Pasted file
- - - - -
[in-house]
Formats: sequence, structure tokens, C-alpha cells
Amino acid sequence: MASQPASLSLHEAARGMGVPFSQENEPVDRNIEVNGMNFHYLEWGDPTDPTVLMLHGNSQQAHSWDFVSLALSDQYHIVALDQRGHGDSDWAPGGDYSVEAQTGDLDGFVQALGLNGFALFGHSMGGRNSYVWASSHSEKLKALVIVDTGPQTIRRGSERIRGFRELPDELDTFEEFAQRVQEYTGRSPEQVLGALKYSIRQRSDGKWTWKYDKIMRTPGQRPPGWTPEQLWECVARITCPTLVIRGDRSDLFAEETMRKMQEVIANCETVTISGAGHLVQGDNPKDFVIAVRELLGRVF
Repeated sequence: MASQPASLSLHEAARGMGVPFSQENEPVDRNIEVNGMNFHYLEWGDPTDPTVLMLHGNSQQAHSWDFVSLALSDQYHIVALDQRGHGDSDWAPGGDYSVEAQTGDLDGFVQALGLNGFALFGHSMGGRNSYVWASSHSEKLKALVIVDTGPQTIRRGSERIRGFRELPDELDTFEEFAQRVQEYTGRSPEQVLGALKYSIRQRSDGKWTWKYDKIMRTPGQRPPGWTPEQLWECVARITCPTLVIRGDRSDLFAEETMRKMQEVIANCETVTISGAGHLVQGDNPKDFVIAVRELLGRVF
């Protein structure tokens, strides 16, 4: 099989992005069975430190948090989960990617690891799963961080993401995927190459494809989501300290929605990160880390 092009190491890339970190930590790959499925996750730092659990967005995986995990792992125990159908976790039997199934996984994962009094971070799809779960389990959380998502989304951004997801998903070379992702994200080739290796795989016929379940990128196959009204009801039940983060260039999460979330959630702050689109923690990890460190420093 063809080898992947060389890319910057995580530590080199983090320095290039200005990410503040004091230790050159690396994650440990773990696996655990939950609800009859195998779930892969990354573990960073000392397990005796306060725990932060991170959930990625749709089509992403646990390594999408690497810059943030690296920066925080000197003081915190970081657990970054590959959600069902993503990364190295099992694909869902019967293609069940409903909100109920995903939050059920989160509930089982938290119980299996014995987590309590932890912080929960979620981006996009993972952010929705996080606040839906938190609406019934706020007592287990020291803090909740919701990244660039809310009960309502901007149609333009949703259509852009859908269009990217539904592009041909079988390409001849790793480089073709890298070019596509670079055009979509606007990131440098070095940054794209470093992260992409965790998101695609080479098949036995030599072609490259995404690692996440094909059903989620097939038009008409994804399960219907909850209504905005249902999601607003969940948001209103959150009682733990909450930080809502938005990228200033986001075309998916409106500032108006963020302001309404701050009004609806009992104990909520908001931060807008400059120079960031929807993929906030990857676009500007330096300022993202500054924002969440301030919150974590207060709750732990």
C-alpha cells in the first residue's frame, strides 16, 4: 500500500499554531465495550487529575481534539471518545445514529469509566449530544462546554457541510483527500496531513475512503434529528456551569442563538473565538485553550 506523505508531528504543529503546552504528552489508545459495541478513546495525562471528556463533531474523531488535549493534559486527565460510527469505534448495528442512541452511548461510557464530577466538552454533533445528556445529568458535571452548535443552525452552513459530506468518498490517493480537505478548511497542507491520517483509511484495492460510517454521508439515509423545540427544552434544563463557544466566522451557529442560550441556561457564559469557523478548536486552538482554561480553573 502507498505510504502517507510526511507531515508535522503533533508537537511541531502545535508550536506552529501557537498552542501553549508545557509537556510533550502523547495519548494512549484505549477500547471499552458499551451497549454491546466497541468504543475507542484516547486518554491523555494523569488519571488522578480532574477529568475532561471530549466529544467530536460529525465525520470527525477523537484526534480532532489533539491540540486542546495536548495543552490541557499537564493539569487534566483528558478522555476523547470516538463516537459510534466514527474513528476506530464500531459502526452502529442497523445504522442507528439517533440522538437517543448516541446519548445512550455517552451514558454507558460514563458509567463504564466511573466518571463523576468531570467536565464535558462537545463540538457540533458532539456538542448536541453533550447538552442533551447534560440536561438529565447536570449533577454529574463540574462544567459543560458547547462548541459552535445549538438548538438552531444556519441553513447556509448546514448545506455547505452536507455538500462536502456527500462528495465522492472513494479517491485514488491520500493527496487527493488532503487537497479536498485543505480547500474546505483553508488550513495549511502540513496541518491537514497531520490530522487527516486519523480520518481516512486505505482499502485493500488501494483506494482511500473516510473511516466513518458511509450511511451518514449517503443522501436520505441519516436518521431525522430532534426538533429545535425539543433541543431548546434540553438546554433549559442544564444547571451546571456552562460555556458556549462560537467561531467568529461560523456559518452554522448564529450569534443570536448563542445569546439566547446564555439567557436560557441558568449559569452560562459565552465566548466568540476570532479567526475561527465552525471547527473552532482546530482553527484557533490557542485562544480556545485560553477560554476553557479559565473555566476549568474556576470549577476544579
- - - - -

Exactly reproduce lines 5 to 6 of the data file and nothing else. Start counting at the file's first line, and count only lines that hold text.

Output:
């Protein structure tokens, strides 16, 4: 099989992005069975430190948090989960990617690891799963961080993401995927190459494809989501300290929605990160880390 092009190491890339970190930590790959499925996750730092659990967005995986995990792992125990159908976790039997199934996984994962009094971070799809779960389990959380998502989304951004997801998903070379992702994200080739290796795989016929379940990128196959009204009801039940983060260039999460979330959630702050689109923690990890460190420093 063809080898992947060389890319910057995580530590080199983090320095290039200005990410503040004091230790050159690396994650440990773990696996655990939950609800009859195998779930892969990354573990960073000392397990005796306060725990932060991170959930990625749709089509992403646990390594999408690497810059943030690296920066925080000197003081915190970081657990970054590959959600069902993503990364190295099992694909869902019967293609069940409903909100109920995903939050059920989160509930089982938290119980299996014995987590309590932890912080929960979620981006996009993972952010929705996080606040839906938190609406019934706020007592287990020291803090909740919701990244660039809310009960309502901007149609333009949703259509852009859908269009990217539904592009041909079988390409001849790793480089073709890298070019596509670079055009979509606007990131440098070095940054794209470093992260992409965790998101695609080479098949036995030599072609490259995404690692996440094909059903989620097939038009008409994804399960219907909850209504905005249902999601607003969940948001209103959150009682733990909450930080809502938005990228200033986001075309998916409106500032108006963020302001309404701050009004609806009992104990909520908001931060807008400059120079960031929807993929906030990857676009500007330096300022993202500054924002969440301030919150974590207060709750732990």
C-alpha cells in the first residue's frame, strides 16, 4: 500500500499554531465495550487529575481534539471518545445514529469509566449530544462546554457541510483527500496531513475512503434529528456551569442563538473565538485553550 506523505508531528504543529503546552504528552489508545459495541478513546495525562471528556463533531474523531488535549493534559486527565460510527469505534448495528442512541452511548461510557464530577466538552454533533445528556445529568458535571452548535443552525452552513459530506468518498490517493480537505478548511497542507491520517483509511484495492460510517454521508439515509423545540427544552434544563463557544466566522451557529442560550441556561457564559469557523478548536486552538482554561480553573 502507498505510504502517507510526511507531515508535522503533533508537537511541531502545535508550536506552529501557537498552542501553549508545557509537556510533550502523547495519548494512549484505549477500547471499552458499551451497549454491546466497541468504543475507542484516547486518554491523555494523569488519571488522578480532574477529568475532561471530549466529544467530536460529525465525520470527525477523537484526534480532532489533539491540540486542546495536548495543552490541557499537564493539569487534566483528558478522555476523547470516538463516537459510534466514527474513528476506530464500531459502526452502529442497523445504522442507528439517533440522538437517543448516541446519548445512550455517552451514558454507558460514563458509567463504564466511573466518571463523576468531570467536565464535558462537545463540538457540533458532539456538542448536541453533550447538552442533551447534560440536561438529565447536570449533577454529574463540574462544567459543560458547547462548541459552535445549538438548538438552531444556519441553513447556509448546514448545506455547505452536507455538500462536502456527500462528495465522492472513494479517491485514488491520500493527496487527493488532503487537497479536498485543505480547500474546505483553508488550513495549511502540513496541518491537514497531520490530522487527516486519523480520518481516512486505505482499502485493500488501494483506494482511500473516510473511516466513518458511509450511511451518514449517503443522501436520505441519516436518521431525522430532534426538533429545535425539543433541543431548546434540553438546554433549559442544564444547571451546571456552562460555556458556549462560537467561531467568529461560523456559518452554522448564529450569534443570536448563542445569546439566547446564555439567557436560557441558568449559569452560562459565552465566548466568540476570532479567526475561527465552525471547527473552532482546530482553527484557533490557542485562544480556545485560553477560554476553557479559565473555566476549568474556576470549577476544579